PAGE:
A rugged, whitewater river flowing northward through deep canyons, the New River is among the oldest rivers on the continent. New River Gorge National River in West Virginia encompasses over 70,000 acres of land along the New River, is rich in cultural and natural history, and offers an abundance of scenic and recreational opportunities.
Big Southern Butte is one of two domes rising from a sea of basalt near the center of the eastern Snake River Plain in Idaho. The butte is one of the largest volcanic domes in the world, but at 300,000 years old it is also one of the youngest. Hikers who trek to the 7,550-foot high summit are rewarded with spectacular panoramic views. Photo by Devin Englestead, BLM Upper Snake Wildlife Biologist.
First light at Bosque del Apache National Wildlife Refuge in New Mexico. Established in November 22, 1939, the refuge has provided a critical stopover and wintering spot for thousands of sandhill cranes, geese and other waterfowl for 75 years. Bosque del Apache's sandhill crane population has multiplied from 18 birds in the 1840s to more than 20,000 birds today. Photo by Kim Hang Dessoliers (www.sharetheexperience.org).
Session Description: Glaciers in most regions of the world are losing mass and many mountain glaciers at lower altitude are predicted to disappear within decades. These climate-driven changes in glacier mass are impacting runoff rates and have downstream implications that include: shifts in aquatic biogeochemistry and food webs, changes in land-to-ocean fluxes of freshwater and alterations to coastal currents. This session seeks to bring together research in different disciplines addressing the physical, chemical and ecological impacts of glacier change on downstream ecosystems. We are interested in fieldwork and modeling studies from glaciers and ice sheets that highlight the local to global relevance of glacier retreat.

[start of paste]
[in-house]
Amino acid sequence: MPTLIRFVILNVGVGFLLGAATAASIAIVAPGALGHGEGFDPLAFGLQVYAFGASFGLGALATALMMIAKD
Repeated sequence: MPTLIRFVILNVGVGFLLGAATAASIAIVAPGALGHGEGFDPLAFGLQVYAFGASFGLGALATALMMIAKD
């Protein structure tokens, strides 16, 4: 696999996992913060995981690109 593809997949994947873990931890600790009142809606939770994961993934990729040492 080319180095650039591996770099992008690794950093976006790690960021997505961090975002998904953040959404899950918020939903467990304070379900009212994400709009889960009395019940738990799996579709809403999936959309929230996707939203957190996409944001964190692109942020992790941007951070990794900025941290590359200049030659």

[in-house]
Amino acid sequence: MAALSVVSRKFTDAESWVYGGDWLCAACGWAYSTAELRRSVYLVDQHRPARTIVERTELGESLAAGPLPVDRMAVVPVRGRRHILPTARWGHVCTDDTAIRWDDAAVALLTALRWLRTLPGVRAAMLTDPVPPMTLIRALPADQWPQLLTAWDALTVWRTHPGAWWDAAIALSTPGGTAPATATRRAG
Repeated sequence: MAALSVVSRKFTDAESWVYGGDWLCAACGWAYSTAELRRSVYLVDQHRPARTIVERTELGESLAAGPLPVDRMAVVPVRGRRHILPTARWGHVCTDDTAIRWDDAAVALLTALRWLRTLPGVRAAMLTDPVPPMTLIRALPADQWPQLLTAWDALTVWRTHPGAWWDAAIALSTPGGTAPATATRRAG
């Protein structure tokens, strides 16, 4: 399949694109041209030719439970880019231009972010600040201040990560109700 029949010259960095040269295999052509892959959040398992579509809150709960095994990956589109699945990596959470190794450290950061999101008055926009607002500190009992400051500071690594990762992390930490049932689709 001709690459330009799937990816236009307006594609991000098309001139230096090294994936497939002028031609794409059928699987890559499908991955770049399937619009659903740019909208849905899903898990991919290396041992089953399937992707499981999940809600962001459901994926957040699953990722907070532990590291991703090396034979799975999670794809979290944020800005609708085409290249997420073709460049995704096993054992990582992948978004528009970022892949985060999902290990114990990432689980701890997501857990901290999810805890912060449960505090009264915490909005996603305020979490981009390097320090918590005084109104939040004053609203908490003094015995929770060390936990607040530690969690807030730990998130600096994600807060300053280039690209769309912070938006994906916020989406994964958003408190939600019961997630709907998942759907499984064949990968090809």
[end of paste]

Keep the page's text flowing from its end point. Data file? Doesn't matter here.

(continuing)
Session Description: Water resource managers face considerable obstacles in adapting to climate change and variability. Paleoclimatic proxies, observations, and physical/hydrologic models have all been used to better understand climate variability, and to some extent have been incorporated into water resource management. The differing methodologies and spatiotemporal resolution of individual studies, however, often prevents an actionable synthesis of results, and generation of management-useful metrics. This session seeks contributions that integrate paleoclimate, observations, and physical models to improve the understanding and incorporation of climate information into water resource management.
Conveners: Gregory Pederson (USGS), Jeremy Littell (USGS), and Stephen Gray (USGS).